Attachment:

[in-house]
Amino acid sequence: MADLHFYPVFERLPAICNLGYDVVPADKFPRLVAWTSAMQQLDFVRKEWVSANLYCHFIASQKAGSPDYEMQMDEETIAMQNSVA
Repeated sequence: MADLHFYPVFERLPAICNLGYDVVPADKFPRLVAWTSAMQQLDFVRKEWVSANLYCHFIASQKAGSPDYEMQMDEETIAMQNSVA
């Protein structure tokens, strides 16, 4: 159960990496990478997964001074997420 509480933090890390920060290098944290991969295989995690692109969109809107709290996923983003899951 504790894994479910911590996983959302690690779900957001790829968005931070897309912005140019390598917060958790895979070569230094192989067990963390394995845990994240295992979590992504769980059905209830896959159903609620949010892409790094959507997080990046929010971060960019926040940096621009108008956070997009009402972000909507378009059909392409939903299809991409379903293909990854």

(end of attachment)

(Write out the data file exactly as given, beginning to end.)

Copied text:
[in-house]
Amino acid sequence: MADLHFYPVFERLPAICNLGYDVVPADKFPRLVAWTSAMQQLDFVRKEWVSANLYCHFIASQKAGSPDYEMQMDEETIAMQNSVA
Repeated sequence: MADLHFYPVFERLPAICNLGYDVVPADKFPRLVAWTSAMQQLDFVRKEWVSANLYCHFIASQKAGSPDYEMQMDEETIAMQNSVA
């Protein structure tokens, strides 16, 4: 159960990496990478997964001074997420 509480933090890390920060290098944290991969295989995690692109969109809107709290996923983003899951 504790894994479910911590996983959302690690779900957001790829968005931070897309912005140019390598917060958790895979070569230094192989067990963390394995845990994240295992979590992504769980059905209830896959159903609620949010892409790094959507997080990046929010971060960019926040940096621009108008956070997009009402972000909507378009059909392409939903299809991409379903293909990854």